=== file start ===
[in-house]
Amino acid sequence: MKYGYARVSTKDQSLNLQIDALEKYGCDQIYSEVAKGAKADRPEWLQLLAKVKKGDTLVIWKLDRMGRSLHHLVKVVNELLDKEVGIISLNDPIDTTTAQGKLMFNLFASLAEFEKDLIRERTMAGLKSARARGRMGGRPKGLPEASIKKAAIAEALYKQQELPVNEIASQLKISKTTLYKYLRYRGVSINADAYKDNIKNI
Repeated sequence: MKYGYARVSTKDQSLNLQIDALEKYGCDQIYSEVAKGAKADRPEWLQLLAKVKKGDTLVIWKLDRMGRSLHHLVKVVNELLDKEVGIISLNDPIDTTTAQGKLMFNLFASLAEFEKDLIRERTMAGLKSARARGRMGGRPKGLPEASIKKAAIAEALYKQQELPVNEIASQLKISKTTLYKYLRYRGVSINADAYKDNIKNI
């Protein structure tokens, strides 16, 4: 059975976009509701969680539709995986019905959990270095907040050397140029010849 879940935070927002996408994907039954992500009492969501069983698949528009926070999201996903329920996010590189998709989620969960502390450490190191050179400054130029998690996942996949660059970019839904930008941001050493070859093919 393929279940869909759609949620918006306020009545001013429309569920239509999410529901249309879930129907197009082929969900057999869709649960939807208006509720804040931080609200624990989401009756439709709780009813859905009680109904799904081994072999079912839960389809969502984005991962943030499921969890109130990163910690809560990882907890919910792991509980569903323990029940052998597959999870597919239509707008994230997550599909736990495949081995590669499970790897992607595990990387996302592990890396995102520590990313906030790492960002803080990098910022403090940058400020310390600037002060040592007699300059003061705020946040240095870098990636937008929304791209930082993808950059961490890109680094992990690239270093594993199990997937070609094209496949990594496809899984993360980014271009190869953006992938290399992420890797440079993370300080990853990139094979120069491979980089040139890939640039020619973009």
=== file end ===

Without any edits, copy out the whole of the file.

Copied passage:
[in-house]
Amino acid sequence: MKYGYARVSTKDQSLNLQIDALEKYGCDQIYSEVAKGAKADRPEWLQLLAKVKKGDTLVIWKLDRMGRSLHHLVKVVNELLDKEVGIISLNDPIDTTTAQGKLMFNLFASLAEFEKDLIRERTMAGLKSARARGRMGGRPKGLPEASIKKAAIAEALYKQQELPVNEIASQLKISKTTLYKYLRYRGVSINADAYKDNIKNI
Repeated sequence: MKYGYARVSTKDQSLNLQIDALEKYGCDQIYSEVAKGAKADRPEWLQLLAKVKKGDTLVIWKLDRMGRSLHHLVKVVNELLDKEVGIISLNDPIDTTTAQGKLMFNLFASLAEFEKDLIRERTMAGLKSARARGRMGGRPKGLPEASIKKAAIAEALYKQQELPVNEIASQLKISKTTLYKYLRYRGVSINADAYKDNIKNI
């Protein structure tokens, strides 16, 4: 059975976009509701969680539709995986019905959990270095907040050397140029010849 879940935070927002996408994907039954992500009492969501069983698949528009926070999201996903329920996010590189998709989620969960502390450490190191050179400054130029998690996942996949660059970019839904930008941001050493070859093919 393929279940869909759609949620918006306020009545001013429309569920239509999410529901249309879930129907197009082929969900057999869709649960939807208006509720804040931080609200624990989401009756439709709780009813859905009680109904799904081994072999079912839960389809969502984005991962943030499921969890109130990163910690809560990882907890919910792991509980569903323990029940052998597959999870597919239509707008994230997550599909736990495949081995590669499970790897992607595990990387996302592990890396995102520590990313906030790492960002803080990098910022403090940058400020310390600037002060040592007699300059003061705020946040240095870098990636937008929304791209930082993808950059961490890109680094992990690239270093594993199990997937070609094209496949990594496809899984993360980014271009190869953006992938290399992420890797440079993370300080990853990139094979120069491979980089040139890939640039020619973009």